Perhaps fittingly, the closing week of a flat and lacklustre South Australian election campaign has been dominated by back-and-forth claims over campaign advertising.
In the dying days of the South Australian election campaign, voters yearning for the vision thing have instead been treated to a series of spats over truth-in-advertising:
• Electoral Commissioner Kay Mousley has apologised to Nick Xenophon after he was sent a letter which mistakenly told him his complaint about Labor-authorised posters saying the “X-Team policy is to cut wages” had been upheld. The letter was supposed to say the advertising was “not misleading”, but crucially omitted the former word. This prompted Xenophon to make public statements about the complaint being upheld. He rejected Labor’s call for an apology when the matter was clarified, saying the ruling was based on a “technicality”.
• Carolyn Habib, the Liberal candidate for the crucial Labor-held margin of Elder, has accused Labor of a “thinly veiled racist attack” over leaflets it has disseminated headed “can you trust Habib?”, which tenuously attack her over rate increases at the City of Marion, where she is a councillor. Steven Marshall responded that there was “no room for racism in South Australian politics”, and even federal Attorney-General has weighed in that the pamphlet was “overtly racist”. While the phrases “thinly veiled” and especially “overtly” may be off the mark, it is interesting to observe, as does Sarah Martin of The Australian, that the distinctive typeface used in the heading was last seen in the Rudd government’s “you won’t be settled in Australia” advertisements, ostensibly targeted at asylum seekers yet curiously run primarily in Australian newspapers. Nonetheless, conservative Liberal Senator Cory Bernardi won points for intellectual consistency for demurring from the party line, asking “how it’s racist to use someone’s surname”.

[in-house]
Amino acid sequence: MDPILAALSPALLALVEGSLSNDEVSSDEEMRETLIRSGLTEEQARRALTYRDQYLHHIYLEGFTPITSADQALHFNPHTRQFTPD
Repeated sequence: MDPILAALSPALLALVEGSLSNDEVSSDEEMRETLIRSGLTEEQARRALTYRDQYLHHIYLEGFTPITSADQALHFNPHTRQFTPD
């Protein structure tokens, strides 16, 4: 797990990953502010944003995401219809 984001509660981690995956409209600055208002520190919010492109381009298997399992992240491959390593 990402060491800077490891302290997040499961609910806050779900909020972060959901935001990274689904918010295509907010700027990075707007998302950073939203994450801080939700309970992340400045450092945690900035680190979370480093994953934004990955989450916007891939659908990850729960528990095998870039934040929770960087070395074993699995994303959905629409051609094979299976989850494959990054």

• Responding to the above, Jay Weatherill took pleasure in observing there was “only one party who have been found guilty by the Electoral Commissioner to have put out inaccurate and misleading information and that’s the Liberal Party”. This referred to a ruling requiring the party to withdraw and retract a radio advertisement it paid for and authorised which was voiced by Mel Calone, an independent candidate for the seat of Lee who is campaigning against the government over its handling of the school sex abuse issue. Calone said Jay Weatherill “chose not to tell parents” about the rape of a seven-year-old school student, which was at odds with the findings of the Debelle royal commmission. Personally, I have my doubts about the value of charging the Electoral Commissioner with ruling on such issues, which inevitably draw her into the partisan conflict that surrounds them.